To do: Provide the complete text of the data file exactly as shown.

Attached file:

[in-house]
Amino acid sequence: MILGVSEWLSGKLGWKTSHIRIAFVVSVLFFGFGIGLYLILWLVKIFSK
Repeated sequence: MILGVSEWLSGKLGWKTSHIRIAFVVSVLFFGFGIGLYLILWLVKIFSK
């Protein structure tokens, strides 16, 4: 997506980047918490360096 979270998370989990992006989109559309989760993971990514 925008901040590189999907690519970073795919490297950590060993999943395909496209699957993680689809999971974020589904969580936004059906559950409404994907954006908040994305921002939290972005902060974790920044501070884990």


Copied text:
[in-house]
Amino acid sequence: MILGVSEWLSGKLGWKTSHIRIAFVVSVLFFGFGIGLYLILWLVKIFSK
Repeated sequence: MILGVSEWLSGKLGWKTSHIRIAFVVSVLFFGFGIGLYLILWLVKIFSK
């Protein structure tokens, strides 16, 4: 997506980047918490360096 979270998370989990992006989109559309989760993971990514 925008901040590189999907690519970073795919490297950590060993999943395909496209699957993680689809999971974020589904969580936004059906559950409404994907954006908040994305921002939290972005902060974790920044501070884990």